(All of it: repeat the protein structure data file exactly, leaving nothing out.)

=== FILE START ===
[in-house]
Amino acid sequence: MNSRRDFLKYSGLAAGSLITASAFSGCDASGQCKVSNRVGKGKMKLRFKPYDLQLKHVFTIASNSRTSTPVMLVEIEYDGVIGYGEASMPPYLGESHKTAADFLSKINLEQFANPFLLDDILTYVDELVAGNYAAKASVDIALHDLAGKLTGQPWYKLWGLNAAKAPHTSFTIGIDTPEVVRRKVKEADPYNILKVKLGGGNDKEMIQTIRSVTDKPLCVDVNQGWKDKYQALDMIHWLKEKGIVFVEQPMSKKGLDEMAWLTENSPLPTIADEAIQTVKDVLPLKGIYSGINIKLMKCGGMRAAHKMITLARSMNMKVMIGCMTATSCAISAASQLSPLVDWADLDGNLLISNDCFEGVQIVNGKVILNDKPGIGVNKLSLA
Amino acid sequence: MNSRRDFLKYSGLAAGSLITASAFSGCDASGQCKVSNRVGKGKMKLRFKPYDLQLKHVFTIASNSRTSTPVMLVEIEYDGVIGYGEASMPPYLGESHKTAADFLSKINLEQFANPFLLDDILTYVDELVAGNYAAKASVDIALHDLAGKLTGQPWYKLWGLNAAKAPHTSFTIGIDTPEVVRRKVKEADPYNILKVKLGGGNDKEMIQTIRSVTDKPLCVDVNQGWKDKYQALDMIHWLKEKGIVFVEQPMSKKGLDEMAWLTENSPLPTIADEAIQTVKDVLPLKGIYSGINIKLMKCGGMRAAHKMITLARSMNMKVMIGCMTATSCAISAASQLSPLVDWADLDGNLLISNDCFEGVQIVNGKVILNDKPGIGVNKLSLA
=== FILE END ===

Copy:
[in-house]
Amino acid sequence: MNSRRDFLKYSGLAAGSLITASAFSGCDASGQCKVSNRVGKGKMKLRFKPYDLQLKHVFTIASNSRTSTPVMLVEIEYDGVIGYGEASMPPYLGESHKTAADFLSKINLEQFANPFLLDDILTYVDELVAGNYAAKASVDIALHDLAGKLTGQPWYKLWGLNAAKAPHTSFTIGIDTPEVVRRKVKEADPYNILKVKLGGGNDKEMIQTIRSVTDKPLCVDVNQGWKDKYQALDMIHWLKEKGIVFVEQPMSKKGLDEMAWLTENSPLPTIADEAIQTVKDVLPLKGIYSGINIKLMKCGGMRAAHKMITLARSMNMKVMIGCMTATSCAISAASQLSPLVDWADLDGNLLISNDCFEGVQIVNGKVILNDKPGIGVNKLSLA
Amino acid sequence: MNSRRDFLKYSGLAAGSLITASAFSGCDASGQCKVSNRVGKGKMKLRFKPYDLQLKHVFTIASNSRTSTPVMLVEIEYDGVIGYGEASMPPYLGESHKTAADFLSKINLEQFANPFLLDDILTYVDELVAGNYAAKASVDIALHDLAGKLTGQPWYKLWGLNAAKAPHTSFTIGIDTPEVVRRKVKEADPYNILKVKLGGGNDKEMIQTIRSVTDKPLCVDVNQGWKDKYQALDMIHWLKEKGIVFVEQPMSKKGLDEMAWLTENSPLPTIADEAIQTVKDVLPLKGIYSGINIKLMKCGGMRAAHKMITLARSMNMKVMIGCMTATSCAISAASQLSPLVDWADLDGNLLISNDCFEGVQIVNGKVILNDKPGIGVNKLSLA